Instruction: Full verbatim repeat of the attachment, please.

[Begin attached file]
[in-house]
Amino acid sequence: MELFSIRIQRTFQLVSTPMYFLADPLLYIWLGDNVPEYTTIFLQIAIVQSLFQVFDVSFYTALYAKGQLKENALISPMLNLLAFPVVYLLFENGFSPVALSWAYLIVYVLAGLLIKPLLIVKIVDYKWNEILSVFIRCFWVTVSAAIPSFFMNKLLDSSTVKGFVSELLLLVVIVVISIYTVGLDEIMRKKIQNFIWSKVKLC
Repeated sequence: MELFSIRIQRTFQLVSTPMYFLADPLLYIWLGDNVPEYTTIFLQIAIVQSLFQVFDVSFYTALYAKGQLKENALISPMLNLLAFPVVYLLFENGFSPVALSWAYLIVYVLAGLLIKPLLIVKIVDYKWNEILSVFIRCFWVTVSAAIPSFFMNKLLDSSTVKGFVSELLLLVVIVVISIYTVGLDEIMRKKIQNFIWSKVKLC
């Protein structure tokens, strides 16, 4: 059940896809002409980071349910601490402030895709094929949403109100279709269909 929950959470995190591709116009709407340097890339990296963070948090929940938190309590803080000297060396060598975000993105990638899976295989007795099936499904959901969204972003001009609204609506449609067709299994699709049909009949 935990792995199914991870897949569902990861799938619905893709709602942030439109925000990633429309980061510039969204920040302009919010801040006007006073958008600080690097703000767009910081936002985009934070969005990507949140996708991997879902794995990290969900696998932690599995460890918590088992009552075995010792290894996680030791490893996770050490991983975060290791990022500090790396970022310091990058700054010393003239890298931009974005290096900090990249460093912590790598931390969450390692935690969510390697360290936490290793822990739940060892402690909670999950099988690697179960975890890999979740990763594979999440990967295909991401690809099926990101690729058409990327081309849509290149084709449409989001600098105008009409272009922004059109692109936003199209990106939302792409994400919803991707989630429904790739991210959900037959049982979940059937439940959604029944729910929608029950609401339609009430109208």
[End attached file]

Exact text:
[in-house]
Amino acid sequence: MELFSIRIQRTFQLVSTPMYFLADPLLYIWLGDNVPEYTTIFLQIAIVQSLFQVFDVSFYTALYAKGQLKENALISPMLNLLAFPVVYLLFENGFSPVALSWAYLIVYVLAGLLIKPLLIVKIVDYKWNEILSVFIRCFWVTVSAAIPSFFMNKLLDSSTVKGFVSELLLLVVIVVISIYTVGLDEIMRKKIQNFIWSKVKLC
Repeated sequence: MELFSIRIQRTFQLVSTPMYFLADPLLYIWLGDNVPEYTTIFLQIAIVQSLFQVFDVSFYTALYAKGQLKENALISPMLNLLAFPVVYLLFENGFSPVALSWAYLIVYVLAGLLIKPLLIVKIVDYKWNEILSVFIRCFWVTVSAAIPSFFMNKLLDSSTVKGFVSELLLLVVIVVISIYTVGLDEIMRKKIQNFIWSKVKLC
């Protein structure tokens, strides 16, 4: 059940896809002409980071349910601490402030895709094929949403109100279709269909 929950959470995190591709116009709407340097890339990296963070948090929940938190309590803080000297060396060598975000993105990638899976295989007795099936499904959901969204972003001009609204609506449609067709299994699709049909009949 935990792995199914991870897949569902990861799938619905893709709602942030439109925000990633429309980061510039969204920040302009919010801040006007006073958008600080690097703000767009910081936002985009934070969005990507949140996708991997879902794995990290969900696998932690599995460890918590088992009552075995010792290894996680030791490893996770050490991983975060290791990022500090790396970022310091990058700054010393003239890298931009974005290096900090990249460093912590790598931390969450390692935690969510390697360290936490290793822990739940060892402690909670999950099988690697179960975890890999979740990763594979999440990967295909991401690809099926990101690729058409990327081309849509290149084709449409989001600098105008009409272009922004059109692109936003199209990106939302792409994400919803991707989630429904790739991210959900037959049982979940059937439940959604029944729910929608029950609401339609009430109208």